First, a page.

Calvin Coolidge: The "Say-Nothing" President.

Essay by jmmgirl123High School, 11th gradeA+, February 2006

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On August 2, 1923, Calvin Coolidge was vacationing at his father's home at Plymouth, Vermont when he was awakened by the tragic news of Warren Harding's death. Harding, had been on a public speaking tour of the West, when his health began to deteriorate, he tried to alleviate the scandal that have been plaguing his presidency. Praying by candlelight, Coolidge descended the stairs to the living room of his father's house, where he lit two lamps. Upon an old wooden business desk, a copy of the US Constitution was found and Coolidge took the oath of office, as his father administered him as the next president of the United States on the family Bible. In his six years as president of the United States, Calvin Coolidge was considered to be a heroic president not for what he did, but for what he did not do. Walter Lippmann, a White House Advisor for Coolidge in 1926 pointed out: "his talent for effectively doing nothing.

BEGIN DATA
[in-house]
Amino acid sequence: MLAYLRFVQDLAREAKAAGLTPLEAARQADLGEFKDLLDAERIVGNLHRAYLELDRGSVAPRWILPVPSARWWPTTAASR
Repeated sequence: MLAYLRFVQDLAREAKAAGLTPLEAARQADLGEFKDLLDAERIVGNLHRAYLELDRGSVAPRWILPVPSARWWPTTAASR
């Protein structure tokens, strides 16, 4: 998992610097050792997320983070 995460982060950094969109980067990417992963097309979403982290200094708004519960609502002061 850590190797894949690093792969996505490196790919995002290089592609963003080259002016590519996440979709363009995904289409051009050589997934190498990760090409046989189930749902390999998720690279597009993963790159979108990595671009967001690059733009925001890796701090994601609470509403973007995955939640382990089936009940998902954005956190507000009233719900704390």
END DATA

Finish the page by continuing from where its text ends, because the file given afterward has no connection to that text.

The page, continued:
This active inactivity suits the mood and certain needs of the country admirably. It suits all the business interests which wants to be let alone... and it suits all those who have become convinced that government in this country has become dangerously complicated and top heavy". It is no wonder, that Coolidge was known as the "do-nothing" president.

The road to the presidency was not a hard road for Coolidge to come by. He was born on the 4th of July (ironically enough) in the summer of 1872 in Vermont. He was originally named John Calvin Coolidge but he later dropped the John. His parents were John and Victoria Coolidge. His father was a jack of all trades; he was a teacher, storekeeper, farmer, and even mechanic when necessary but he was later known to be an...